Ever had a time when you really want to make something happen, and however hard you try you don’t seem to get any closer to a result that you are happy with? And while you are trying to focus, little voices pop into your head saying things like ‘you’re stupid – how on earth do you think you’re going to make that happen’, or ‘ you can’t have what you really want’, or ‘it’s a great idea but you’re not capable of that’, or ‘they’ll find out that you’re a fraud’.
These little voices are in place to protect you from pain. I call these ‘barking dogs’, because just like a dog they make a lot of noise (it can be quite deafening at times). They are the guardians of your comfort zone. These barking dogs appear when you are considering stepping outside your comfort zone, like you do when taking on a new project or growing in some way. If you pay attention to them, they will keep you in a safe place. Just like a guard dog, they are always alert to the possibility of you being hurt. They stop you going beyond where you have been before – who in their right mind would want the humiliation and embarrassment when it all goes horribly wrong?
That’s great in one way, because who wants pain? The downside is that if you always take the ‘survival level’ path by staying inside your comfort zone, you will never grow and get what you really want, because growth does not exist within your comfort zone.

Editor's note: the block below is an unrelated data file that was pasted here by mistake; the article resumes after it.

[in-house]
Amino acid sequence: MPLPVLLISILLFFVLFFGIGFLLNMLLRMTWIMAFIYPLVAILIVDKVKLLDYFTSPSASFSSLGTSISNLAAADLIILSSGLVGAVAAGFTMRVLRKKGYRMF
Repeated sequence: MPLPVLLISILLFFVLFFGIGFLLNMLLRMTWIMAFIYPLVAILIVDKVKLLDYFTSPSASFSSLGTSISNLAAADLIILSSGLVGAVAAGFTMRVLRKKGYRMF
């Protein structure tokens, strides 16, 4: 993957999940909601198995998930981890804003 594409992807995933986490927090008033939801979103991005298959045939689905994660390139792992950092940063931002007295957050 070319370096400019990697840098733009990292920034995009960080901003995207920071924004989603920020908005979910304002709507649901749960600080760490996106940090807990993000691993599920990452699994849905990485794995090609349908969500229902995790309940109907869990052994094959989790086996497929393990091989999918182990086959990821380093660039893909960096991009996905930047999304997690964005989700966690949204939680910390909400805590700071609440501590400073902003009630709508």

An example of this for me was in approaching people ‘cold’ and talking to them about my business. The pack of barking dogs in my head used to say ‘they don’t want to listen to you, they’re busy and will get angry with you for interrupting, and anyway, what you have to say isn’t worth listening to’. All I could hear was a sound like a stray dogs home – just lots of loud noise. These particular barking dogs protected me from putting myself in a situation where people might get angry at the interruption, and ultimately reject me as a person. The net result was I would stop myself talking to people and growing my business, just so that I didn’t have to feel the pain, embarrassment and humiliation of rejection.
So what can you do about these barking dogs? Listen to the noise, and distinguish what each dog is saying. It’s a bit like listening to your favourite band, where you try and distinguish what the drummer or the lead guitar is playing. Really get clear about what each dog in the overall cacophony is saying – make them become individual.
I know my own barking dogs so well now that I can count about three or four regular players who appear when I am feeling exposed. I know what each one has to say individually. Once I have distinguished which ones are present I can deal with them. Just like a dog that is barking at the doorbell because the postman is trying to deliver a parcel, I thank the barking dog for protecting me, but tell him that I don’t need his protection right now – ‘go back and sit in your basket’. He has done his job in trying to protect me by barking, but he has not stopped me stepping outside my comfort zone, and moving towards what I really want.
For me, a very large part of gaining great results through coaching is about working with people outside their comfort zones. I help people achieve what’s important to them, and this nearly always involves taking people beyond what their barking dogs are saying, so that they can fulfil on their commitment.
What barking dogs stop you achieving your ambitions? What things repeatedly sabotage your plans? Let me know and I’ll compile a top five for the newsletter.